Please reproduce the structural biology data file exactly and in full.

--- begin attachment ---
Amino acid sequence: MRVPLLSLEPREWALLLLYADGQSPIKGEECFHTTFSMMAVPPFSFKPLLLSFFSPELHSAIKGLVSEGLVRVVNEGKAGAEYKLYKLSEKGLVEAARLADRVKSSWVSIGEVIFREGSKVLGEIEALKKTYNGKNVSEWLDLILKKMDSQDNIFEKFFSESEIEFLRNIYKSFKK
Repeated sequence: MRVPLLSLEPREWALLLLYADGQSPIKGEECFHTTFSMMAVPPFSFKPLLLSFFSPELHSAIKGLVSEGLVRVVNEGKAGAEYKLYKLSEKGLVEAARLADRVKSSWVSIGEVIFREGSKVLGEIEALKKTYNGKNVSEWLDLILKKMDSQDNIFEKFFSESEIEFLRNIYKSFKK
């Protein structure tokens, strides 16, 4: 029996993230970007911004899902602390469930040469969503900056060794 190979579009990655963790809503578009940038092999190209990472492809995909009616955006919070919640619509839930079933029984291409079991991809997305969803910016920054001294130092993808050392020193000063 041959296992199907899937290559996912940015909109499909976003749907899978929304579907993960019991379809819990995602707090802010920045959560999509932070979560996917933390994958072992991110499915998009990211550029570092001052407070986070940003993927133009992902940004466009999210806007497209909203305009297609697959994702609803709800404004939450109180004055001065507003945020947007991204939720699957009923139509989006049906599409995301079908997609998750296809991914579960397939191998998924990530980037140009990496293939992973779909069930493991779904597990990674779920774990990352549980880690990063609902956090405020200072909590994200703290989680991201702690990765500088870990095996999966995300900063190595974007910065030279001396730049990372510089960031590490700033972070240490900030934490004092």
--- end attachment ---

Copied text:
Amino acid sequence: MRVPLLSLEPREWALLLLYADGQSPIKGEECFHTTFSMMAVPPFSFKPLLLSFFSPELHSAIKGLVSEGLVRVVNEGKAGAEYKLYKLSEKGLVEAARLADRVKSSWVSIGEVIFREGSKVLGEIEALKKTYNGKNVSEWLDLILKKMDSQDNIFEKFFSESEIEFLRNIYKSFKK
Repeated sequence: MRVPLLSLEPREWALLLLYADGQSPIKGEECFHTTFSMMAVPPFSFKPLLLSFFSPELHSAIKGLVSEGLVRVVNEGKAGAEYKLYKLSEKGLVEAARLADRVKSSWVSIGEVIFREGSKVLGEIEALKKTYNGKNVSEWLDLILKKMDSQDNIFEKFFSESEIEFLRNIYKSFKK
């Protein structure tokens, strides 16, 4: 029996993230970007911004899902602390469930040469969503900056060794 190979579009990655963790809503578009940038092999190209990472492809995909009616955006919070919640619509839930079933029984291409079991991809997305969803910016920054001294130092993808050392020193000063 041959296992199907899937290559996912940015909109499909976003749907899978929304579907993960019991379809819990995602707090802010920045959560999509932070979560996917933390994958072992991110499915998009990211550029570092001052407070986070940003993927133009992902940004466009999210806007497209909203305009297609697959994702609803709800404004939450109180004055001065507003945020947007991204939720699957009923139509989006049906599409995301079908997609998750296809991914579960397939191998998924990530980037140009990496293939992973779909069930493991779904597990990674779920774990990352549980880690990063609902956090405020200072909590994200703290989680991201702690990765500088870990095996999966995300900063190595974007910065030279001396730049990372510089960031590490700033972070240490900030934490004092």